Store the shortbread in an airtight container for up to several weeks. Its flavor and texture improves over time.
For more delicious British treats try our:
- Treacle Tart
- Sticky Toffee Pudding
- Spotted Dick
- Eccles Cakes
- Yorkshire Parkin
- Bara Brith (Welsh Tea Bread)
- Barmbrack (Irish Tea Bread)
- Mincemeat Pie
- Lemon Curd
- Victoria Sponge Cake
And learn how to make your own Golden Syrup!
Traditional Scottish Shortbread
- 2 cups (240 grams) all-purpose flour
- 2 sticks (230 grams) quality unsalted butter , cubed and softened at room temperature (the better the butter, the better the shortbread)
- 1/2 cup (120 grams) caster sugar , or "baker's sugar" in the U.S. (if you can't find any simply pulse granulated sugar in a blender until very fine. Do NOT use powdered sugar)
- 1/2 teaspoon salt
- Optional Add-Ins:
- Homemade Candied Ginger (click link for recipe)
- Homemade Candied Citrus Peel (click link for recipe)
- Other options include nuts, fresh herbs, dried cranberries, etc.
- Preheat the oven to 350 degrees F. Butter a 8x8 or 9x9 inch square baking pan. You can also use a round cake can and cut the shortbread into triangles.
- Place the caster sugar, flour, salt and butter in a food processor and pulse until it's combined and looks like coarse breadcrumbs but is soft and pliable and comes together in a dough when you press it together between your fingers. If it's too dry and crumbly it needs to be pulsed a bit longer. (If using any add-ins, stir them in at this point.)Pour the mixture into the greased baking pan. Use your fingers and hands to firmly press down the mixture. Note: If the mixture is too dry to work with, including pricking with a fork (see below), then it was not pulsed long enough in the food processor. Optional: Prick the shortbread with the tines of a fork, creating rows. Some people also like run a knife between each row of fork tines to make cutting the shortbread easier after it's baked. You can also prick the shortbread with a fork immediately after it is done baking while it is still warm; the holes will be more pronounced this way as they have a tendency to close during baking.
- Place the shortbread on the middle rack and bake for 30-35 minutes or until light golden and firm. Let cool. Cut and serve.Store the shortbread in an airtight container for up to several weeks. Its flavor and texture improves over time.
Beverley Lloyd says
Excellent recipe. Thank you 😊
Kimberly Killebrew says
Thank you so much, Beverley!
I am thrilled to have found this recipe. In the past, I had used recipes calling for confectioners (powdered) sugar and didn’t like the aftertaste. These were PERFECT! I made 4 batches of them for a rehearsal by the cast, musicians, and crew of the musical Brigadoon, which my daughter was performing in at a local dinner theatre. They were a big hit with everyone raving about them! Each batch was a breeze to make and turned out consistently good and perfectly browned in 30 minutes in my oven. I tried lightly scoring them for cutting into fingers and pricking with a fork before baking, but it all disappeared in the heat of the oven. I had the best results by gently and carefully cutting and poking shortly after removing from oven while they were still warm. Then I let them cool completely before removing from the pan. I also lined the pan with parchment paper and didn’t need to grease the pan. I’ve already shared the website/recipe with a friend who says this is her favorite biscuit. Love these!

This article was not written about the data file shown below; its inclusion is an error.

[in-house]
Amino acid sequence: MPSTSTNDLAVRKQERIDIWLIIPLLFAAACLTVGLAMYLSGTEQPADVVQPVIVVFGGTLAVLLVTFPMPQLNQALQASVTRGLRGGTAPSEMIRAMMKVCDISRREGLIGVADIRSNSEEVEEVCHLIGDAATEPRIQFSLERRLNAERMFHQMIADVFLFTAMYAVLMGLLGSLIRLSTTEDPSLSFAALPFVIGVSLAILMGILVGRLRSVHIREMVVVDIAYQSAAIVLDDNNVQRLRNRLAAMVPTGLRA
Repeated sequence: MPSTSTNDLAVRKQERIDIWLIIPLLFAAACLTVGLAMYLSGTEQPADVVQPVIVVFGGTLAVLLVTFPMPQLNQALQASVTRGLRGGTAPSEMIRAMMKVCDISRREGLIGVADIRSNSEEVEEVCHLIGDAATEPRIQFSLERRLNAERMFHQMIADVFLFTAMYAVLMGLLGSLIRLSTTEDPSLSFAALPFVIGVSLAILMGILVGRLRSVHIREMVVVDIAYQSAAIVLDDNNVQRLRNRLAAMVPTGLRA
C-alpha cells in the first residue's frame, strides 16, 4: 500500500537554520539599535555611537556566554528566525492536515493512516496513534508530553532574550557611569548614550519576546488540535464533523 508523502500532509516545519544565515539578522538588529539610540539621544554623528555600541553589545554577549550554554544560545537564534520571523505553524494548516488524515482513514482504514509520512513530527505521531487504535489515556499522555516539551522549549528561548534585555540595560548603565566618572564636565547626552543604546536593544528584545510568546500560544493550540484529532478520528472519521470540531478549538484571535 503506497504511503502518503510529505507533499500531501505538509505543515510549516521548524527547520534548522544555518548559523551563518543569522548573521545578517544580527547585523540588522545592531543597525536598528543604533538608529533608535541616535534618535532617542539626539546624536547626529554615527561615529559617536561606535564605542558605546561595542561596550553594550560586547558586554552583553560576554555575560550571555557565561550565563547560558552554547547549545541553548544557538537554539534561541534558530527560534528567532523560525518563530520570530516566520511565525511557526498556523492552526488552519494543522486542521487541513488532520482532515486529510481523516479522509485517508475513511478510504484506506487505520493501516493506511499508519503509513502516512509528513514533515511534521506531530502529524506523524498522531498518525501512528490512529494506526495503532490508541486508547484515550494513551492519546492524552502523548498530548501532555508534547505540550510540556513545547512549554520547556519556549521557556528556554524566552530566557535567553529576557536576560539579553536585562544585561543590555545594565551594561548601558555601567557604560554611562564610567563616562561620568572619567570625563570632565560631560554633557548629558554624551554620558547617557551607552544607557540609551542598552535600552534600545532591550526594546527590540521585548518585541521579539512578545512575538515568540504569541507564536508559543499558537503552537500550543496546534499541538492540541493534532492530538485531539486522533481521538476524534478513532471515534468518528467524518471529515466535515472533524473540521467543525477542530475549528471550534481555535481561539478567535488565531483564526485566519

Kimberly Killebrew says
That’s so wonderful, MaryBeth, I’m thrilled these were a hit! I appreciate the feedback and also for passing my website along to your friend – thank you! :)
While this was very yummy, I did find several issues. A bit too sweet so it takes away from the buttery texture that shortbread should have. 35 minutes left them soft in the middle, I was sad about that.
And the pans mentioned. An 8×8 gives thicker cookies (probably why they were still soft but golden on top) and would absolutely never give you 16-18 servings. 8×8 is entirely too small. Just really nothing “traditional” about it unfortunately
Prissy B. says
I found using a little less sugar instead of a half cup makes them more bread like and so delicious as they really are not supposed to be a sweet cookie. So instead of one half cup of sugar I used a little over a quarter cup and they were amazing.
Wondering how you would make shortbread cookies using a cookie stamp?
It’s so easy. I love it. Thank you.
Shiloh Force says
This is a fantastic recipe! I would remove your metric conversions from the base recipe though, as there is a button to toggle the measurements to metric, and they don’t agree with the conversions you provided. Is confusing.
Honestly I followed the metric but I swapped the caster for icing sugar but it came out fine. Icing sugar and caster sugar have similar weights for measurements so the higher sugar to flour ratio supplemented the dry ingredients it needed. Weight is usually a more reliable recipe method.